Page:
Class makes canine citizens
They move in unison, a tan pack of wagging tails and smiling faces.

“Forward. About turn. Left turn. Halt. Sit.”

The commands come quick, and the dogs respond appropriately, much to the delight of their owners, who gather in Central Park in Saugus each Thursday morning.

The four canine classmates — Jack, Norman, Kara and Red — are training for American Kennel Club Canine Good Citizen certification.

Started in 1989, the Canine Good Citizen Program is a two-part program that stresses responsible pet ownership for owners and basic good manners for dogs. All dogs who pass the 10-step CGC test receive a certificate from the AKC.

Jeanette Beltrans, a CGC-certified dog trainer who has led group obedience and CGC classes in the Santa Clarita Valley for the last 15 years, runs the canines through their paces. “I know these gals, and I knew they were going to bring their ‘bully breeds.’ I have a soft spot for bully breeds,” Beltrans said.

Bully breeds include pit bulls, boxers or bulldogs.

“One of the benefits of getting a CGC on one of the so-called ‘dangerous breeds’ is that there are a couple of insurance companies that are willing to insure pet owners if they have CGCs on their dogs. Before, they might not insure you at all,” Beltrans said.

Another benefit, Beltrans continued, is the ability to go further into therapy dog training.

Most organizations that utilize therapy dogs require CGC certification.

Kyle Harris, of Canyon Country, plans to do just that with Kara, the only girl in the class. 

“We want to join the READ program, to go into libraries and schools, and help children learn to read,” Harris said. “Kara loves people and all the attention.”

Program matches pets to veterans
He was in a county shelter, just another brown Chihuahua, a stray waiting for the day when he would be adopted.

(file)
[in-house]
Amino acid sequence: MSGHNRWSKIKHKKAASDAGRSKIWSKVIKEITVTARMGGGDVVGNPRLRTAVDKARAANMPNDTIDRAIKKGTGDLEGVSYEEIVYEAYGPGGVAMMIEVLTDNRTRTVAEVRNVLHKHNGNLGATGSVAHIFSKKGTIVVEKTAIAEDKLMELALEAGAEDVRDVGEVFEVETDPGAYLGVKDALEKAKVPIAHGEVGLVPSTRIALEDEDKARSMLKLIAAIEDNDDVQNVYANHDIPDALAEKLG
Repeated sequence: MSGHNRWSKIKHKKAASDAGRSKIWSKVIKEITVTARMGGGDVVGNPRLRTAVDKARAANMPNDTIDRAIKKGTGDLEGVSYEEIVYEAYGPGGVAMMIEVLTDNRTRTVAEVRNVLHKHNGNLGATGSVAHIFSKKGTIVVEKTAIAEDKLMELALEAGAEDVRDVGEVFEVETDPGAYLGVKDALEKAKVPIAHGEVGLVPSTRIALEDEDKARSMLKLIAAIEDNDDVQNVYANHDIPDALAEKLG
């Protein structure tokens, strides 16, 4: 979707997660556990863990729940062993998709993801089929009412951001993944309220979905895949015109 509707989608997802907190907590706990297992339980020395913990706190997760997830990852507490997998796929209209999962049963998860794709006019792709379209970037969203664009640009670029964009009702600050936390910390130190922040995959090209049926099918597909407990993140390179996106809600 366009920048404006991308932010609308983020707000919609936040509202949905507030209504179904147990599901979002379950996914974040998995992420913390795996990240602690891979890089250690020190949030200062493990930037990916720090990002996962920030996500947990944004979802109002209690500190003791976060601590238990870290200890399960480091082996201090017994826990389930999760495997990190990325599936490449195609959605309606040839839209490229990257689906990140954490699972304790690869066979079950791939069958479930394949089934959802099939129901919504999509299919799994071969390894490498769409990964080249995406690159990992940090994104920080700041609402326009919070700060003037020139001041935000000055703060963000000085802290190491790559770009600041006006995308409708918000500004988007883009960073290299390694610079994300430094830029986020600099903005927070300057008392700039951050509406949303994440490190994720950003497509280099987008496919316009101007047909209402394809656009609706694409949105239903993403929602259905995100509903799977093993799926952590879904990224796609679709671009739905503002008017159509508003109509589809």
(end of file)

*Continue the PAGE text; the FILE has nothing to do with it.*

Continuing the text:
They were looking for a dog to save, one that might take away the pain of combat memories for the man of the house.

When Yankee Boy met the Robbins family, of Valencia, it was the beginning of a healing journey for everyone involved.

“He just came up to us. It was as if he had a grateful heart and wasn’t expecting much from anyone, but had a lot of love to give,” recalled Sarah Robbins. “It was a really good day for our family when we adopted Yankee Boy and it’s continued to be a blessing to have this new pup.”

The adoption was free to the Robbins family as part of Pets to Patriots, since Kent Robbins is a military veteran. The Los Angeles Animal Alliance program, sponsored by the Jason Debus Heigl foundation, is offering free Los Angeles County shelter pet adoptions to veterans through Dec. 31.

The usual adoption, spay or neuter and vaccination fees, which can cost $100 or more, are waived; adopters must still pay a $20 county licensing fee.

Participating shelters include Castaic Animal Shelter, where Yankee Boy was housed before being paired with the Robbins family at a mobile adoption event at PetSmart in Stevenson Ranch.

“Besides the fact that the adoption was free, it was just nice to know that people care about the service that veterans have given, that they’re thought of, and that organizations like this honor the families,” Robbins said.